The subject of artist Damien Hirst's famous 1991 work "The physical impossibility of death in the mind of someone living" needs to be replaced. Apparently, the shark suspended in formaldehyde isn't aging well. Hirst has said that he will happily refurbish the piece, purchased in 2004 from the Saatchi Gallery by US hedge fund manager Steve Cohen for a reported £6.5m. From The Art Newspaper:
Oliver Crimmen, curator of fish at the Natural History Museum who advised Hirst on the necessary measures to be taken for the conservation of the shark in 1991, said the long-term preservation of large specimens for scientific purposes requires an alcohol-based solution rather than formaldehyde...Link (via Fortean Times)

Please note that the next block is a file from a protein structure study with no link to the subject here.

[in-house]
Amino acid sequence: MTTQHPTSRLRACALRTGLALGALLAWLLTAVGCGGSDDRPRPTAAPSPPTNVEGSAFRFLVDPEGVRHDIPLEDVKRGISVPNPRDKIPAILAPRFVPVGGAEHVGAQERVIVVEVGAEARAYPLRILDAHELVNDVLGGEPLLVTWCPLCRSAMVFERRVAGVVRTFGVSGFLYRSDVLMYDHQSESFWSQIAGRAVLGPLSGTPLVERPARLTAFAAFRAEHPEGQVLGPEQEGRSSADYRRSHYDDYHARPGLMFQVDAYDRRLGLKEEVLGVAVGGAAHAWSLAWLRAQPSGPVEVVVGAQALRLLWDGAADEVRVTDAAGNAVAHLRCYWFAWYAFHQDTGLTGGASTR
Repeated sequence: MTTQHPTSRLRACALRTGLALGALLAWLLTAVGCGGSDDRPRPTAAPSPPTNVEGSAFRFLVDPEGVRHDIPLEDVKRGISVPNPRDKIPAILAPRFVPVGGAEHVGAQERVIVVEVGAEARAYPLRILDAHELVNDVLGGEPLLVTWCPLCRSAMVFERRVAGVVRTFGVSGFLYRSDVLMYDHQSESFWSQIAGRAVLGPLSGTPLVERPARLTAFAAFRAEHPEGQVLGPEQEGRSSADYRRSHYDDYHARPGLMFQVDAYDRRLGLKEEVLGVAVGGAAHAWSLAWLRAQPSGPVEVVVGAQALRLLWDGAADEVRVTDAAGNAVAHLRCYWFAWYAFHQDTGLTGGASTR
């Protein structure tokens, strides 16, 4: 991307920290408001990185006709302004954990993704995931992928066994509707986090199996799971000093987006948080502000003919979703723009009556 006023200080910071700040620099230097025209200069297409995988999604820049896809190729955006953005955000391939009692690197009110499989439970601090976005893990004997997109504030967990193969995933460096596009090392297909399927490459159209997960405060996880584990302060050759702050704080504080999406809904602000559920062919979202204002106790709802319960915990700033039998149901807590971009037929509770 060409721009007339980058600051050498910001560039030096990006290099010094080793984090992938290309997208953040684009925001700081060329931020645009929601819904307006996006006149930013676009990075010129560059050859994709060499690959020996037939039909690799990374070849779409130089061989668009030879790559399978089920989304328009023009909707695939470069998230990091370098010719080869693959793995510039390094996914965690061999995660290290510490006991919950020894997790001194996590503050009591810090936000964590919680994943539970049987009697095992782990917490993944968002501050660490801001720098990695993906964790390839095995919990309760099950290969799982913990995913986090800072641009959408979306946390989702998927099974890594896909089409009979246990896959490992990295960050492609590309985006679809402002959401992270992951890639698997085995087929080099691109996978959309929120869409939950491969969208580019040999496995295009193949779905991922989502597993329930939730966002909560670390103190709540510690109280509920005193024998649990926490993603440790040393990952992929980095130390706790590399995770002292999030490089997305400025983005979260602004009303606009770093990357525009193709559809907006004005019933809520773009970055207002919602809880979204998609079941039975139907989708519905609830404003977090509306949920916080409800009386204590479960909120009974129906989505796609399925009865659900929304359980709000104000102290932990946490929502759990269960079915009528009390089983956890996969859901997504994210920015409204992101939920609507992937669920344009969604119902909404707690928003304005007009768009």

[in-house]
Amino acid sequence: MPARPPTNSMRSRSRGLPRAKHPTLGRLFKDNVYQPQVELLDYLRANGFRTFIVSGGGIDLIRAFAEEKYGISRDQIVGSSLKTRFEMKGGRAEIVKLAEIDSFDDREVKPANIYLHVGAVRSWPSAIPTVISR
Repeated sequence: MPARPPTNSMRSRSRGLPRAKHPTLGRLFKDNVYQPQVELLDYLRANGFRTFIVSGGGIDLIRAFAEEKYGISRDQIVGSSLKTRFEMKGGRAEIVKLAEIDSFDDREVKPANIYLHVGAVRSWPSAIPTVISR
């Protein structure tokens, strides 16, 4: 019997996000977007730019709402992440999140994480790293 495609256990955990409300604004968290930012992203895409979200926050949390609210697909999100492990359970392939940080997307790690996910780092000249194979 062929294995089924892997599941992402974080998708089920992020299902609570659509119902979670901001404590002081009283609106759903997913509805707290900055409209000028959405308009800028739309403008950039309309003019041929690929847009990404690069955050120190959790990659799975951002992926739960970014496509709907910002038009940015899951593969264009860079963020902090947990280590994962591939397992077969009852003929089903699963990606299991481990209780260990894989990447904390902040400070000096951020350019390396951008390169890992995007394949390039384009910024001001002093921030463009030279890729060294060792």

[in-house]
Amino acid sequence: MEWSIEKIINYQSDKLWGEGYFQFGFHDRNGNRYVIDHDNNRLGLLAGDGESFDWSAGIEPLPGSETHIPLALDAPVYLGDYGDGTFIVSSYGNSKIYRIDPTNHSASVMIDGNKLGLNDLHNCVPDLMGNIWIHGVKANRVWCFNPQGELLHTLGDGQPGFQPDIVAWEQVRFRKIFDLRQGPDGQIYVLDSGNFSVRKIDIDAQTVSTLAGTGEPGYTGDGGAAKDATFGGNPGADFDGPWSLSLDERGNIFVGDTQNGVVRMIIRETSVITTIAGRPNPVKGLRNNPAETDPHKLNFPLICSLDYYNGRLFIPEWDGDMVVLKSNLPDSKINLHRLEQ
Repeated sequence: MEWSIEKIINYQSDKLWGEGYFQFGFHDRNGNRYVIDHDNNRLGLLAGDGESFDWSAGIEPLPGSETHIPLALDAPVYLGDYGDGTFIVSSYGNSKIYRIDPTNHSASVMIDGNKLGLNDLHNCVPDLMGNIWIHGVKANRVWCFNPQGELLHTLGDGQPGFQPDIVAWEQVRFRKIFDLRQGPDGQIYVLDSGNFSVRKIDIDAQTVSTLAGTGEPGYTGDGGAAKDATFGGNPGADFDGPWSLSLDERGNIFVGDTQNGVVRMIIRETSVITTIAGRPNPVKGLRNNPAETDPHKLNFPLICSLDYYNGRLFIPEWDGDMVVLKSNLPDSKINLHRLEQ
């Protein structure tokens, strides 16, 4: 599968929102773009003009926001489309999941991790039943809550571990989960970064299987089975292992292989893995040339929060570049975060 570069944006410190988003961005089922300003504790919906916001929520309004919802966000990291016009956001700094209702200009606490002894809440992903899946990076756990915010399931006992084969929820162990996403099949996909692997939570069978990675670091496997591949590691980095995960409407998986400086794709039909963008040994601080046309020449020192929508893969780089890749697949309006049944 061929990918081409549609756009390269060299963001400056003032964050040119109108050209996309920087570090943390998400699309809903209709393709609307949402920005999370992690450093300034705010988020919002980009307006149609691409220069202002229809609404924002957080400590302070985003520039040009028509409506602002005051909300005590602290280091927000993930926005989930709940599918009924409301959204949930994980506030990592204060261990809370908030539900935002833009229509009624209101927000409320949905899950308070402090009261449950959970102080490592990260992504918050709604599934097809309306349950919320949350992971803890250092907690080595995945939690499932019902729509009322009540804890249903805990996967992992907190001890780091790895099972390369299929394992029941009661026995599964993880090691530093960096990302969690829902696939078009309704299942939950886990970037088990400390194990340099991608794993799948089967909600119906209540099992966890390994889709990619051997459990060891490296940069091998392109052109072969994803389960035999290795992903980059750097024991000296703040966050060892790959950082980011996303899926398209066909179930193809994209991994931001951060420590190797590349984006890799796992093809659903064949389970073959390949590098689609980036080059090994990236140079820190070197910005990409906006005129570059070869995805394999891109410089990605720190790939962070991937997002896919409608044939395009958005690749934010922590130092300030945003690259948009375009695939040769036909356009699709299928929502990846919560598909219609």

Mr Crimmen said that Hirst “did not inject the deep tissues of the shark with formaldehyde and this has caused it to undergo some changes in shape.” He believes the tissue of the shark could be shrinking and put the cloudiness of the formaldehyde down to the chemical composition of the solution used by the artist.
Speaking to critic Stuart Morgan in 1996, Hirst said: “I did an interview about conservation and they told me formaldehyde is not a perfect form of preservation... They actually thought I was using formaldehyde to preserve an artwork for posterity, when in reality I use it to communicate an idea.”
David Pescovitz is Boing Boing's co-editor/managing partner. He's also a research director at Institute for the Future. On Instagram, he's @pesco.